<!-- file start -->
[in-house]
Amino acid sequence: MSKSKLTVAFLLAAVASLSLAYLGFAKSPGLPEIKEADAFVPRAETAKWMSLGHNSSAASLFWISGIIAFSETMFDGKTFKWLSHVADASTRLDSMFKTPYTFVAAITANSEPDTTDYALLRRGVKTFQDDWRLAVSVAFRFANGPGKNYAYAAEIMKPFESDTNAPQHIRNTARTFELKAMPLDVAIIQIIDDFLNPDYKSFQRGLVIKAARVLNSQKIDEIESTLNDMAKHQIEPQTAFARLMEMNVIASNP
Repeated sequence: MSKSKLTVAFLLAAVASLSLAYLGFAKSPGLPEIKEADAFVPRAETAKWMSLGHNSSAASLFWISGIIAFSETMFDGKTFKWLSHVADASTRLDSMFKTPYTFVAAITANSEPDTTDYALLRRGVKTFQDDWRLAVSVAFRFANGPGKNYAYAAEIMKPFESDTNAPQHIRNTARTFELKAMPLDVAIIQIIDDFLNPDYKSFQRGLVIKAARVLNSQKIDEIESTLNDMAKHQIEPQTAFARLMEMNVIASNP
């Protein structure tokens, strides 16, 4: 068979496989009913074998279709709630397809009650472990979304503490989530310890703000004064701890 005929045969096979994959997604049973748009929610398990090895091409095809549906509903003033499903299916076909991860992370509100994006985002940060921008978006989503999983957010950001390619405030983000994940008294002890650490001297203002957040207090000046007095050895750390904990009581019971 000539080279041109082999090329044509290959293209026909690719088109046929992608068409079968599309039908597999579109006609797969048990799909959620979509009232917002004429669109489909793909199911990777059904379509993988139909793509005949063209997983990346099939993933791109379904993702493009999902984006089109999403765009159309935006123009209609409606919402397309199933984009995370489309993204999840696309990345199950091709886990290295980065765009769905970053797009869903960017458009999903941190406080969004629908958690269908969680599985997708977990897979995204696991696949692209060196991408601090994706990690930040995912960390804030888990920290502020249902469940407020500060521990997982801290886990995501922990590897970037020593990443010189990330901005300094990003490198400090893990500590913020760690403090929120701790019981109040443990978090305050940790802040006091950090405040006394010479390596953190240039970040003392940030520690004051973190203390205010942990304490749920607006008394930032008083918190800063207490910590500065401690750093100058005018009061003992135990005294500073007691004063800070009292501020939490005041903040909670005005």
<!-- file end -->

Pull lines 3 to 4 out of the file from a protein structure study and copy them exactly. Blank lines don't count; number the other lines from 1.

Repeated sequence: MSKSKLTVAFLLAAVASLSLAYLGFAKSPGLPEIKEADAFVPRAETAKWMSLGHNSSAASLFWISGIIAFSETMFDGKTFKWLSHVADASTRLDSMFKTPYTFVAAITANSEPDTTDYALLRRGVKTFQDDWRLAVSVAFRFANGPGKNYAYAAEIMKPFESDTNAPQHIRNTARTFELKAMPLDVAIIQIIDDFLNPDYKSFQRGLVIKAARVLNSQKIDEIESTLNDMAKHQIEPQTAFARLMEMNVIASNP
């Protein structure tokens, strides 16, 4: 068979496989009913074998279709709630397809009650472990979304503490989530310890703000004064701890 005929045969096979994959997604049973748009929610398990090895091409095809549906509903003033499903299916076909991860992370509100994006985002940060921008978006989503999983957010950001390619405030983000994940008294002890650490001297203002957040207090000046007095050895750390904990009581019971 000539080279041109082999090329044509290959293209026909690719088109046929992608068409079968599309039908597999579109006609797969048990799909959620979509009232917002004429669109489909793909199911990777059904379509993988139909793509005949063209997983990346099939993933791109379904993702493009999902984006089109999403765009159309935006123009209609409606919402397309199933984009995370489309993204999840696309990345199950091709886990290295980065765009769905970053797009869903960017458009999903941190406080969004629908958690269908969680599985997708977990897979995204696991696949692209060196991408601090994706990690930040995912960390804030888990920290502020249902469940407020500060521990997982801290886990995501922990590897970037020593990443010189990330901005300094990003490198400090893990500590913020760690403090929120701790019981109040443990978090305050940790802040006091950090405040006394010479390596953190240039970040003392940030520690004051973190203390205010942990304490749920607006008394930032008083918190800063207490910590500065401690750093100058005018009061003992135990005294500073007691004063800070009292501020939490005041903040909670005005």